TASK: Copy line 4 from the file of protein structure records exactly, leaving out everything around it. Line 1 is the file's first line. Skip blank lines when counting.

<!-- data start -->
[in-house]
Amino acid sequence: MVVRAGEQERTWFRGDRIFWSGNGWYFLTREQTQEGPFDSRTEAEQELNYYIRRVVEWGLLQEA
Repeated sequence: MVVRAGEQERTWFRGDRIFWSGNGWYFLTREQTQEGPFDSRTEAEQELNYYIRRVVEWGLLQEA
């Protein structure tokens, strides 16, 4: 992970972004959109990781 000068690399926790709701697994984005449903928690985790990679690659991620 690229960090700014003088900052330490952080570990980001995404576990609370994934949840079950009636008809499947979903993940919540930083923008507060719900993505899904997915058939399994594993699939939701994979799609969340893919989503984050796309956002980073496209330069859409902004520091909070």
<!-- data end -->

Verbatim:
């Protein structure tokens, strides 16, 4: 992970972004959109990781 000068690399926790709701697994984005449903928690985790990679690659991620 690229960090700014003088900052330490952080570990980001995404576990609370994934949840079950009636008809499947979903993940919540930083923008507060719900993505899904997915058939399994594993699939939701994979799609969340893919989503984050796309956002980073496209330069859409902004520091909070």